Congratulations to my cousin who completed his 28th Pan Mass Challenge raising over $9000 to fund treatment of childhood cancer at the Dana Farber Cancer Institute.
Here is his account of number “28”
Twenty-eight is a nice number… I have long since been disappointed that this event still exists. Cancer is not going away soon, and it will test the endurance of my legs and our hearts.
For those who have better things to occupy their time, here is a summary in 2 paragraphs 🙂 :
The weekend could not have been better! Read the rest of the story below or at http://www.kowaleski.org/PMC2013/story.html , see the pictures at http://www.kowaleski.org/PMC2013/index.html and see the video of the start in Sturbridge, , at http://youtu.be/0dl9RAf5agY .As of August 8th, you and I have crossed $9000 for the year, thank you very much! Saturday’s ride for me was 7.5 hrs on the saddle,in transit including water stops and lunch. was just over 6 hours in transit with on the saddle. It was good speed for me on both days. Also as of Aug. 8th, the whole event sits at $28M of the $38M goal. Stats for the weekend were 5534 registered riders, 33% female, 20 % first time riders, average age was 45, all representing 38 states and 7 different countries. Estimated total cycled miles exceeded 800K miles; 12 riders were hospitalized and all were released with 1 being readmitted. There were over 2700 volunteers.I offer my heartfelt thanks as you all make this event possible.
For those who are curious and have some time:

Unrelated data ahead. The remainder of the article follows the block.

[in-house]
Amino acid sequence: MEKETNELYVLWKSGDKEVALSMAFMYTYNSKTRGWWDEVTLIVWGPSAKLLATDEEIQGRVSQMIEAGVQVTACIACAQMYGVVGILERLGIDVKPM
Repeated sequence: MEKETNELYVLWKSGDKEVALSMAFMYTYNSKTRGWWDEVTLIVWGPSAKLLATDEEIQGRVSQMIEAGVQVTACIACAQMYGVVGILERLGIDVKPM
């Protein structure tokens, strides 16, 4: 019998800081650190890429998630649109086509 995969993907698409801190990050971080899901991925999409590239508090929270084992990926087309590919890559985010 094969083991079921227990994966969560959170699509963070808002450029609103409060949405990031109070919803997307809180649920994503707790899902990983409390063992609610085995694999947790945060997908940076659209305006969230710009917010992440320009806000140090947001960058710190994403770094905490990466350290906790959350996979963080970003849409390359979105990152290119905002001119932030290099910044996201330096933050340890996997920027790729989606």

He warns that he will be with the bagpiper just before lunch. We head home to try to get a few hours of sleep before the long weekend.We rise at. We are in the car by 4, hurtling through the dark through the back roads of Central Mass heading back to Sturbridge. The start is . With a quasi-illegal maneuver, we park, and head off to the bikes. Bill Derosier, chauffer for the morning and for night, heads off with us. He has my camera and is taking stills as we prep the bikes for the ride. His plan is to get a vantage point for taking a video of the starting line as the pack heads out. He was quite successful; check out the pointer above.Tom and I are set up together in the ‘slow’ lane. The start is preceded by the national anthem, sung by noted opera singer Andrew Garland, a 16 year rider and of the upcoming Boston Lyric Opera production of ‘The Magic Flute’. Wow. It is a bit overcast, about 58 degrees and a light westerly breeze. We head east on Rt 20. At the first incline, I bid Tom good-bye as it is too early for me to try to keep up. There are police officers at about every intersection and will be for about the first 15 or so miles. Their presence is so constant that un-manned intersections just seem wrong. The folks along the side of the road are a constancy both days. Signs indicating survivors are the most moving. Everybody makes a lot of noise. There are no lonely PMC riders. Even the cars join the spectacle.At the first waterstop, I met Andy. He told me that his young daughter raised much of his minimum by telling people if they donated enough money, she would get her dad to wear a tiara and tutu for the ride. True to his promise to his daughter and the remarkable outcome of her fundraising, he rolled on fully dressed in his commitment.The stretch between Franklin and lunch is the longest leg of the weekend, some 36 miles. It is made bearable by the wonderful display on Cherry St. in Wrentham. There were 3 groups of live music, folks in costume, banners across the road, on the road, and people lining both sides of the street. And Jeannie. Jeannie comes out every year, rain or shine, heat or cold, in her clown attire. We recognize each other anymore as we both go back a ways. Where else can you do what you love and be applauded despite your mediocrity?Lunch is a welcome sight. I run into Danny and Mary who say the bagpiper did not show up this year and they were shooting the lunch crowd. I turned the tables on them is took their pix. In the process of getting back on the bike, I met a Boston Globe photographer and we got to chatting; he asked about my experiences, took a picture and my name. I did not make the papers. I did in ’88; front page, even.Exiting lunch, we face 40 more miles. I kept waiting for the ‘other shoe’ to drop. So far we had ideal overcast and temperatures, and, it seemed, a constant tailwind. Surely, this could not continue. A few miles into this leg, I start a conversation with a woman named Mary. I go out of my way to talk to first year riders and she was one. We talked about why each of us started to do this, we talked of parents and friends so afflicted, we talked some aspects of our lives. She said she was concerned about finishing and offered my wheel for drafting. Turns out she grew up in Holden, just next door to Princeton and was now living in Yarmouth. We distracted each other for the 12 or so miles into the next waterstop such that we hardly noticed it go by. Now only 20 to go. Maybe that ‘shoe’ won’t drop.I miss the cheerleaders. Those who have read these stories before might recall the two ladies who over the years have dressed in costumes as monkeys, political party mascots, baseball and basketball players, ladies godiva, etc. They had decided to take a year off. We would not see themnor atop Corn Hill. It is good that they are okay but sad that they had a better offer. 😎The Mass Maritime Academy is a welcome sight, although this year I felt good enough that I wished I could have knocked off twenty miles of Sunday’s ride before quitting. Showers, food, drink, music, Perini Team picture, reunion with Nancy Sheppard, Chris Spear, Jon Gordon… drink, sleep, sleep, sleep………Ifhad been the perfect weather for cycling, morning was the most beautiful. Blues, pinks, whites, greys all made for a spectacular sunrise over the Cape Cod Canal. It seemed as if there were no ill effects from the day before, but I found myself taking a long time to get loose. About 2 miles from the MMA, I reached the base of the first hill, the Bourne Bridge. The traffic sign proudly displayed , 59 degrees. I tried some artsy shots while riding over the bridge and while slipping back down under but none really were in focus. Off to the canal path and we head northeast to the power station. Keep the legs moving before the rest of the body wakes up and finds out we are pedaling. Today again the density of cyclists is amazing. I don’t remember being in this type of crowd in years past. The density limits the strategy for the first test of the day: the rolling hills of the route 6 access road. I usually use my ‘momentum’ downhill to ease the next uphill. Too many people to do that this year.At the Barnstable waterstop, I chatted with Oliver who gave me a good referral to a knee guy, and told of his daughter working as a nurse in the children’s cancer ward and riding this year. I stumbled across Roger, Stew Robert’s friend, who I see every year on this; small world.The section to Nickerson is where I usually discover what I’ve got in the tank. It is ‘old Cape Cod’ with the saltbox houses, cedar shake siding and salt marsh vistas. The good news is that it is aboutand the body still does not know that the legs are working…. good so far. The Ocean Edge sea camp came out in force again to cheer up. Their theme was that everybody had foam whales… Somewhere in this stretch my heart monitor decided to stop working right. It started showing heartbeat rates more in keeping with my weight in pounds. Should have changed the battery . I’m not going back to get that data.From Nickerson, there are only 40 miles left. Onto the rail trail, off, across route 6 and back onto rail trail… along the beaches on the east shore and we head inland to Wellfleet. They usually have balloons strung above the road. This year they had about 15 old jerseys to welcome us. Another mile and a sharp right up a hill and we are greeted at the last waterstop. Twenty miles to Provincetown. Only a couple of hills, the stretch on rt 6 and the dunes of Race point keep us from the PTown Inn.I feel good when I get to rt 6 and that is usually the difference between a slog home and a brisk ride. Even in a crowd, I manage to use that momentum thing to keep me going. Finishing, I feel strong. The end is made of mixed emotions. I am pleased to dismount but I will miss the energy and camaraderie of shared purpose. Twenty-eight IS a big number.The logistics of the ending at Provincetown Inn are themselves interesting. The Mass. National Guard puts up military shower tents in the street where you shower with 20 or 30 of your closest friends while you are literally inches away from the public strolling up and down the street. It is wall to wall people. The Inn cannot handle the full crowd that will arrive so the PMC encourages you to shower, eat, drink and get out. Tom, and Christine, his wife, who met us at the finish, have carried on a tradition for all of his 11 years where they go to a bistro on the main street in Provincetown for a civilized lunch before taking the fast ferry to Boston. This is the 4th or 5th year I have joined them. With a couple of their other friends, we toasted a successful year of few misadventures with a glass of wine and a wish for a world with less cancer. Thanks for coming along.Closer by the MileJK0013 John Kowaleski